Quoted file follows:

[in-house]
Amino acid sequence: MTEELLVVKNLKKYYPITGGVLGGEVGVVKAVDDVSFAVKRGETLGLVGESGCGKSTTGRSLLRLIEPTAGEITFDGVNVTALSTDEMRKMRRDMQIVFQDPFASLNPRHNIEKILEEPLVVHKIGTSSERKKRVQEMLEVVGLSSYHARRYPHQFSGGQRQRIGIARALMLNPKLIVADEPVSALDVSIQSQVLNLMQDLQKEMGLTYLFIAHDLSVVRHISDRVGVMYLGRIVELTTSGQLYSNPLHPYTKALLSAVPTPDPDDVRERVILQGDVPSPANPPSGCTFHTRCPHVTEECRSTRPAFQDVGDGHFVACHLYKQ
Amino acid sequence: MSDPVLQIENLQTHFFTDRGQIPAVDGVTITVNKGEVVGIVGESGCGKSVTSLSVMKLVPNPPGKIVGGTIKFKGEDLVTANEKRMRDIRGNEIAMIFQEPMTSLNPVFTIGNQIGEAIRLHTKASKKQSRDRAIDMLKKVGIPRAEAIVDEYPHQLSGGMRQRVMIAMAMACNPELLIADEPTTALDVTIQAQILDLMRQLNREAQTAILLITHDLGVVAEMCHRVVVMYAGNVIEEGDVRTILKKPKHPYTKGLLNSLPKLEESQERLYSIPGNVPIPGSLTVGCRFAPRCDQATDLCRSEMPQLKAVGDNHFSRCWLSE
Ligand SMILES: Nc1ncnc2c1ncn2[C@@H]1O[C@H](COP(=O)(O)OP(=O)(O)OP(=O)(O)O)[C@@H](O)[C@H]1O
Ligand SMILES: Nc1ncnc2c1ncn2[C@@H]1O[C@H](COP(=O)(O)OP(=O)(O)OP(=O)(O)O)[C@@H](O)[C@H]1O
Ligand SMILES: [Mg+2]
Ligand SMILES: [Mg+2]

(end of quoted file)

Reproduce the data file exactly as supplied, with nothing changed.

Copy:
[in-house]
Amino acid sequence: MTEELLVVKNLKKYYPITGGVLGGEVGVVKAVDDVSFAVKRGETLGLVGESGCGKSTTGRSLLRLIEPTAGEITFDGVNVTALSTDEMRKMRRDMQIVFQDPFASLNPRHNIEKILEEPLVVHKIGTSSERKKRVQEMLEVVGLSSYHARRYPHQFSGGQRQRIGIARALMLNPKLIVADEPVSALDVSIQSQVLNLMQDLQKEMGLTYLFIAHDLSVVRHISDRVGVMYLGRIVELTTSGQLYSNPLHPYTKALLSAVPTPDPDDVRERVILQGDVPSPANPPSGCTFHTRCPHVTEECRSTRPAFQDVGDGHFVACHLYKQ
Amino acid sequence: MSDPVLQIENLQTHFFTDRGQIPAVDGVTITVNKGEVVGIVGESGCGKSVTSLSVMKLVPNPPGKIVGGTIKFKGEDLVTANEKRMRDIRGNEIAMIFQEPMTSLNPVFTIGNQIGEAIRLHTKASKKQSRDRAIDMLKKVGIPRAEAIVDEYPHQLSGGMRQRVMIAMAMACNPELLIADEPTTALDVTIQAQILDLMRQLNREAQTAILLITHDLGVVAEMCHRVVVMYAGNVIEEGDVRTILKKPKHPYTKGLLNSLPKLEESQERLYSIPGNVPIPGSLTVGCRFAPRCDQATDLCRSEMPQLKAVGDNHFSRCWLSE
Ligand SMILES: Nc1ncnc2c1ncn2[C@@H]1O[C@H](COP(=O)(O)OP(=O)(O)OP(=O)(O)O)[C@@H](O)[C@H]1O
Ligand SMILES: Nc1ncnc2c1ncn2[C@@H]1O[C@H](COP(=O)(O)OP(=O)(O)OP(=O)(O)O)[C@@H](O)[C@H]1O
Ligand SMILES: [Mg+2]
Ligand SMILES: [Mg+2]